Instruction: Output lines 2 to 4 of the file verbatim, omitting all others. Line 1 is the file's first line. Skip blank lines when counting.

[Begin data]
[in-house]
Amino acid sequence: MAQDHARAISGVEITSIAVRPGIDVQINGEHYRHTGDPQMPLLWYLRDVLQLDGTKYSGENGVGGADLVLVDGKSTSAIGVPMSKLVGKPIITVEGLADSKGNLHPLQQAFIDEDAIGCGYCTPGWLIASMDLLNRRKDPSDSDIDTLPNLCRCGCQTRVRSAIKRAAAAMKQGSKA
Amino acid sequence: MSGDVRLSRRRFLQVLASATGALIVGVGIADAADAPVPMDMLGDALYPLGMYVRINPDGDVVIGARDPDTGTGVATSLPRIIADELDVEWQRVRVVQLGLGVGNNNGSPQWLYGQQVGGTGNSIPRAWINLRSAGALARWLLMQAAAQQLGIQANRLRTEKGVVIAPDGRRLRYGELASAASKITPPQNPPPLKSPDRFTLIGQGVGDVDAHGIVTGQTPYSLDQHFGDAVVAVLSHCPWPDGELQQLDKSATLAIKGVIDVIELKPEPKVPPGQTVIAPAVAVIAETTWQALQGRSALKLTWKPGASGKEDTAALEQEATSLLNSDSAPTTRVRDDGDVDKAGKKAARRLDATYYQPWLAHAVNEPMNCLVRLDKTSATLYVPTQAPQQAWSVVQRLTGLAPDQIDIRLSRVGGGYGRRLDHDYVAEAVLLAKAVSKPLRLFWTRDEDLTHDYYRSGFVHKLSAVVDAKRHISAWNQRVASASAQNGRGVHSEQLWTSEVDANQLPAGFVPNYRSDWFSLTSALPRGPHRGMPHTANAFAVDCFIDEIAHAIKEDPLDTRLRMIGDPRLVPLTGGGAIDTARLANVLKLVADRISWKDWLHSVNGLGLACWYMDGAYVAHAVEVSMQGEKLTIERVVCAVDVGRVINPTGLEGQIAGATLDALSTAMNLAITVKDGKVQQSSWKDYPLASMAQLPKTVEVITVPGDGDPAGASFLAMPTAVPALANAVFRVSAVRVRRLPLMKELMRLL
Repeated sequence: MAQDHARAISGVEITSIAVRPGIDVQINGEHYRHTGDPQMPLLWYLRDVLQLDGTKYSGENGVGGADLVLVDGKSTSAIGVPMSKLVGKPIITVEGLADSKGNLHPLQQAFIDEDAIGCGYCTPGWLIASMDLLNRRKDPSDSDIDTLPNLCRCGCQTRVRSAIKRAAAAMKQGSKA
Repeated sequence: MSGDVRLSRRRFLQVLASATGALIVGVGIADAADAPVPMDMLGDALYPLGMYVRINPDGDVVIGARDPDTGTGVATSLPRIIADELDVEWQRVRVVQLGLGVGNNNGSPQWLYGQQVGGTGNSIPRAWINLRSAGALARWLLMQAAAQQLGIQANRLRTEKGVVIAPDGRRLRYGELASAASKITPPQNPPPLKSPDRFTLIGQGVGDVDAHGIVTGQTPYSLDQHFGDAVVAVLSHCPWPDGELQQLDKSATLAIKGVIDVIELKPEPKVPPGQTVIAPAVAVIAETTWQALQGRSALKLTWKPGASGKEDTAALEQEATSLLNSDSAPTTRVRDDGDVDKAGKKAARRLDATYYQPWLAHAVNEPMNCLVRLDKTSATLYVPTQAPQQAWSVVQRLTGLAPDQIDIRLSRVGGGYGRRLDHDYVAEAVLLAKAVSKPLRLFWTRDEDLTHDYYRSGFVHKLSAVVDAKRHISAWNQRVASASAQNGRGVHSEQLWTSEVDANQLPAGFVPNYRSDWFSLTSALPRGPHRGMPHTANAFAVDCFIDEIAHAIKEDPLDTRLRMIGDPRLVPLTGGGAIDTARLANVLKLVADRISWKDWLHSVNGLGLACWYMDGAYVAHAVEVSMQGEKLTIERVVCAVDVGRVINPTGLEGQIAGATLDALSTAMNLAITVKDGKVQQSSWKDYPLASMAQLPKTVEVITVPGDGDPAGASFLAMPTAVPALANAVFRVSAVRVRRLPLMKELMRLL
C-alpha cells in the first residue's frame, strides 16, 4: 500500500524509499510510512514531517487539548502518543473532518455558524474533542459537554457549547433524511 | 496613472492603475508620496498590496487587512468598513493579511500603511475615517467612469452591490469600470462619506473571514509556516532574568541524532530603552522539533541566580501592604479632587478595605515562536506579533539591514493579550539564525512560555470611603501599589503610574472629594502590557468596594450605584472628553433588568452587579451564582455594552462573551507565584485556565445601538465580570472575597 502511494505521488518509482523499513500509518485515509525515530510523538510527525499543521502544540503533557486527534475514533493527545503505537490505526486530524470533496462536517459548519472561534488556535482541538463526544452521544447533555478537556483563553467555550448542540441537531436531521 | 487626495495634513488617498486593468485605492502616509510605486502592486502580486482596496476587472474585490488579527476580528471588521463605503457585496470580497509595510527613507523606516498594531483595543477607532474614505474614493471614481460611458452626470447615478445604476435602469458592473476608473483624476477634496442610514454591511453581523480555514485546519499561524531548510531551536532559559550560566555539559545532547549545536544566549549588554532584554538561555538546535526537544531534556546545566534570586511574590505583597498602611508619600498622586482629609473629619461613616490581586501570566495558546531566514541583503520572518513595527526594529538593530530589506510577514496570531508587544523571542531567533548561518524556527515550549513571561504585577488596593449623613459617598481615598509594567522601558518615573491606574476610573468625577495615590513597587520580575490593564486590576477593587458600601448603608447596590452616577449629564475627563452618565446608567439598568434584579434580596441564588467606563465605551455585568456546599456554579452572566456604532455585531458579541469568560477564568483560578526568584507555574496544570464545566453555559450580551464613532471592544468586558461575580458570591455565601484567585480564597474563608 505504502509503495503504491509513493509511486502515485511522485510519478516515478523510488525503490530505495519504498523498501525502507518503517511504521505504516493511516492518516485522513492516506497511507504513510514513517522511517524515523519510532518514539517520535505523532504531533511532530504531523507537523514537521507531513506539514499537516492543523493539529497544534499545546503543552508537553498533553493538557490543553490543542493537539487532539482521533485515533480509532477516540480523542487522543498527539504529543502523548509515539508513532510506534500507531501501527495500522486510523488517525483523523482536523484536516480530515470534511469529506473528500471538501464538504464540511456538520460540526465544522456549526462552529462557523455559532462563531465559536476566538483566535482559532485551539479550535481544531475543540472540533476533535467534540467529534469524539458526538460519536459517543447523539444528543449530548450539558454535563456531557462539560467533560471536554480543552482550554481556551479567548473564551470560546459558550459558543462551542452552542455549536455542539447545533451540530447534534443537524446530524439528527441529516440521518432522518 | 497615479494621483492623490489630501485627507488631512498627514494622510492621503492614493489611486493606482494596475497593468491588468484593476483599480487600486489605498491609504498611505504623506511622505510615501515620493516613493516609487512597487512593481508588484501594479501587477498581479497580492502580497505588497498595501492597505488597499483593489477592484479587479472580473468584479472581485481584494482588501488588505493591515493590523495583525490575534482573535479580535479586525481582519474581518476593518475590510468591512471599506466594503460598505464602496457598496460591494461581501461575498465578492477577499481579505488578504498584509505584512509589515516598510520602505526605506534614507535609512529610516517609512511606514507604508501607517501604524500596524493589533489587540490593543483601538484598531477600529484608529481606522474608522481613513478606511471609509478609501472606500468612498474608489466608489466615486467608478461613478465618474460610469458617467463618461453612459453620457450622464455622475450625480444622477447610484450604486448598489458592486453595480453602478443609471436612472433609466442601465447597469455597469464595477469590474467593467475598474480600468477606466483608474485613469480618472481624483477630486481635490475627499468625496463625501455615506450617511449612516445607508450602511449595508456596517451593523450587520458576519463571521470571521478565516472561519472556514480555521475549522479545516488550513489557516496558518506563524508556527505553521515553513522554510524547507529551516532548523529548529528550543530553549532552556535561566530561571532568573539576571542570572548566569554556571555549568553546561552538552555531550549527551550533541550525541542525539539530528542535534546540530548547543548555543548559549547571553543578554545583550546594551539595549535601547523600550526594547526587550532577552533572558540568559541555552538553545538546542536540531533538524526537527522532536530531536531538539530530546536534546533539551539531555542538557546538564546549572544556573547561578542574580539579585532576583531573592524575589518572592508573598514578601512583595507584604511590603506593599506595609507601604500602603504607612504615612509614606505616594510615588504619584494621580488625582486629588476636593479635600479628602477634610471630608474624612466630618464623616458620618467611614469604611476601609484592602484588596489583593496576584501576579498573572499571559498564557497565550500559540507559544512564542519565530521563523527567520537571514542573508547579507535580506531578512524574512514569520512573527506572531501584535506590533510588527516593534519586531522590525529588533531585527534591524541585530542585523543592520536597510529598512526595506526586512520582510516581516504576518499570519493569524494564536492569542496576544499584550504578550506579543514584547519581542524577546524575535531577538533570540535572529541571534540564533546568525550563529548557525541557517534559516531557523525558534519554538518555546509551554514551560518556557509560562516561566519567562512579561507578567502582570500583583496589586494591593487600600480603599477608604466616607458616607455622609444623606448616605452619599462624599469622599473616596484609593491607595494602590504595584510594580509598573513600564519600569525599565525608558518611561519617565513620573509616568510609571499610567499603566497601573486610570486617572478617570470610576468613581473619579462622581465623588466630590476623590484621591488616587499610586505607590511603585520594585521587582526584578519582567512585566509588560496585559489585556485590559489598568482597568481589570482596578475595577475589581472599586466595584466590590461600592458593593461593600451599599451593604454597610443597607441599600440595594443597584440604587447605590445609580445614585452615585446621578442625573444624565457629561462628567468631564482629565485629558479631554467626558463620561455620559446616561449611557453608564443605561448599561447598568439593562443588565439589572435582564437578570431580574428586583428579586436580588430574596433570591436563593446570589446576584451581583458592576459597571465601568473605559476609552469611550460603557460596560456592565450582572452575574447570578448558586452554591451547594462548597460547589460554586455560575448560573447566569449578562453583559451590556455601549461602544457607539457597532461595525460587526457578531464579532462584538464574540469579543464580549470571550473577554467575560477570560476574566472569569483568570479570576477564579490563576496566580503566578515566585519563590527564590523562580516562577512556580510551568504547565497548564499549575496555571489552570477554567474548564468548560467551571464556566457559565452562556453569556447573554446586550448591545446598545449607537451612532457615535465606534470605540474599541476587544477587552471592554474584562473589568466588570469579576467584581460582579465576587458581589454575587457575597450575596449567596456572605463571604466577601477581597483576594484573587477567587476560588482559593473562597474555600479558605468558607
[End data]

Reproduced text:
Amino acid sequence: MAQDHARAISGVEITSIAVRPGIDVQINGEHYRHTGDPQMPLLWYLRDVLQLDGTKYSGENGVGGADLVLVDGKSTSAIGVPMSKLVGKPIITVEGLADSKGNLHPLQQAFIDEDAIGCGYCTPGWLIASMDLLNRRKDPSDSDIDTLPNLCRCGCQTRVRSAIKRAAAAMKQGSKA
Amino acid sequence: MSGDVRLSRRRFLQVLASATGALIVGVGIADAADAPVPMDMLGDALYPLGMYVRINPDGDVVIGARDPDTGTGVATSLPRIIADELDVEWQRVRVVQLGLGVGNNNGSPQWLYGQQVGGTGNSIPRAWINLRSAGALARWLLMQAAAQQLGIQANRLRTEKGVVIAPDGRRLRYGELASAASKITPPQNPPPLKSPDRFTLIGQGVGDVDAHGIVTGQTPYSLDQHFGDAVVAVLSHCPWPDGELQQLDKSATLAIKGVIDVIELKPEPKVPPGQTVIAPAVAVIAETTWQALQGRSALKLTWKPGASGKEDTAALEQEATSLLNSDSAPTTRVRDDGDVDKAGKKAARRLDATYYQPWLAHAVNEPMNCLVRLDKTSATLYVPTQAPQQAWSVVQRLTGLAPDQIDIRLSRVGGGYGRRLDHDYVAEAVLLAKAVSKPLRLFWTRDEDLTHDYYRSGFVHKLSAVVDAKRHISAWNQRVASASAQNGRGVHSEQLWTSEVDANQLPAGFVPNYRSDWFSLTSALPRGPHRGMPHTANAFAVDCFIDEIAHAIKEDPLDTRLRMIGDPRLVPLTGGGAIDTARLANVLKLVADRISWKDWLHSVNGLGLACWYMDGAYVAHAVEVSMQGEKLTIERVVCAVDVGRVINPTGLEGQIAGATLDALSTAMNLAITVKDGKVQQSSWKDYPLASMAQLPKTVEVITVPGDGDPAGASFLAMPTAVPALANAVFRVSAVRVRRLPLMKELMRLL
Repeated sequence: MAQDHARAISGVEITSIAVRPGIDVQINGEHYRHTGDPQMPLLWYLRDVLQLDGTKYSGENGVGGADLVLVDGKSTSAIGVPMSKLVGKPIITVEGLADSKGNLHPLQQAFIDEDAIGCGYCTPGWLIASMDLLNRRKDPSDSDIDTLPNLCRCGCQTRVRSAIKRAAAAMKQGSKA